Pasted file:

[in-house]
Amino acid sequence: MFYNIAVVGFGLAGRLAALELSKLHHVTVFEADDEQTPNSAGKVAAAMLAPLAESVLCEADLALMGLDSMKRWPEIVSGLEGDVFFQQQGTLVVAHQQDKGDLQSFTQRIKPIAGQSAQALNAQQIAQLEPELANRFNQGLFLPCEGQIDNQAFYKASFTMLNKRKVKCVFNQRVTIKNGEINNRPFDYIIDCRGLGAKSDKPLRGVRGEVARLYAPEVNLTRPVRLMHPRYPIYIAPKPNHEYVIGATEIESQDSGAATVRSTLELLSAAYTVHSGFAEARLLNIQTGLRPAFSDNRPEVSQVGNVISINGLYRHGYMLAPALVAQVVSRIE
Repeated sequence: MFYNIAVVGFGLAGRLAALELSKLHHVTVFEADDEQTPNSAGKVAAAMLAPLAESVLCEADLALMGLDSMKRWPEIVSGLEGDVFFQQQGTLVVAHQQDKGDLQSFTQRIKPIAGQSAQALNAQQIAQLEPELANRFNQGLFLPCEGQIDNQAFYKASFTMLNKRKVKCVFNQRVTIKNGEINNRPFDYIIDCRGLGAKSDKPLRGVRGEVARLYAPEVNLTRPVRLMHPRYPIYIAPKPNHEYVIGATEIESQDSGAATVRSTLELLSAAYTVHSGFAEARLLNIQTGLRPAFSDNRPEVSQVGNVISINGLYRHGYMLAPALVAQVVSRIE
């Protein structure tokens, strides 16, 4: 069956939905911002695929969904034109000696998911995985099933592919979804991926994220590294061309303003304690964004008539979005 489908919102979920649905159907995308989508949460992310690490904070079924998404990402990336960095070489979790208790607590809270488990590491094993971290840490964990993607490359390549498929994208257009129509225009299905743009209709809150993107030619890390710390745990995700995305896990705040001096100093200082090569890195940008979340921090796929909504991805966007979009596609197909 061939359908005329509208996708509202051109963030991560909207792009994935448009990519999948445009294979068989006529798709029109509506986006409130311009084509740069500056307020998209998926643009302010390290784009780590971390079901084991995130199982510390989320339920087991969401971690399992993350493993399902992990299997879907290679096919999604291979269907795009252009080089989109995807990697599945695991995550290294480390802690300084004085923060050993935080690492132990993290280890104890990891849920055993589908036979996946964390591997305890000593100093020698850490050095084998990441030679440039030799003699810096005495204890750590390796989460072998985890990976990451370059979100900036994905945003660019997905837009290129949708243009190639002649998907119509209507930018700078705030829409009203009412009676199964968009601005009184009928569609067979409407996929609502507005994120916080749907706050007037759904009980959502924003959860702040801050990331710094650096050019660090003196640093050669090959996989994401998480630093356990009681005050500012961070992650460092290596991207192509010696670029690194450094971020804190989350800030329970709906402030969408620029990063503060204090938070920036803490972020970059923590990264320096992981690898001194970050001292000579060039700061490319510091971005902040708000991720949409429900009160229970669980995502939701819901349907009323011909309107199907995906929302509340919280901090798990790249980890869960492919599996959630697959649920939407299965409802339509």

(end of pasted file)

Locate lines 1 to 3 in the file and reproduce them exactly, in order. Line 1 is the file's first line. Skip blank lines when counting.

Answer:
[in-house]
Amino acid sequence: MFYNIAVVGFGLAGRLAALELSKLHHVTVFEADDEQTPNSAGKVAAAMLAPLAESVLCEADLALMGLDSMKRWPEIVSGLEGDVFFQQQGTLVVAHQQDKGDLQSFTQRIKPIAGQSAQALNAQQIAQLEPELANRFNQGLFLPCEGQIDNQAFYKASFTMLNKRKVKCVFNQRVTIKNGEINNRPFDYIIDCRGLGAKSDKPLRGVRGEVARLYAPEVNLTRPVRLMHPRYPIYIAPKPNHEYVIGATEIESQDSGAATVRSTLELLSAAYTVHSGFAEARLLNIQTGLRPAFSDNRPEVSQVGNVISINGLYRHGYMLAPALVAQVVSRIE
Repeated sequence: MFYNIAVVGFGLAGRLAALELSKLHHVTVFEADDEQTPNSAGKVAAAMLAPLAESVLCEADLALMGLDSMKRWPEIVSGLEGDVFFQQQGTLVVAHQQDKGDLQSFTQRIKPIAGQSAQALNAQQIAQLEPELANRFNQGLFLPCEGQIDNQAFYKASFTMLNKRKVKCVFNQRVTIKNGEINNRPFDYIIDCRGLGAKSDKPLRGVRGEVARLYAPEVNLTRPVRLMHPRYPIYIAPKPNHEYVIGATEIESQDSGAATVRSTLELLSAAYTVHSGFAEARLLNIQTGLRPAFSDNRPEVSQVGNVISINGLYRHGYMLAPALVAQVVSRIE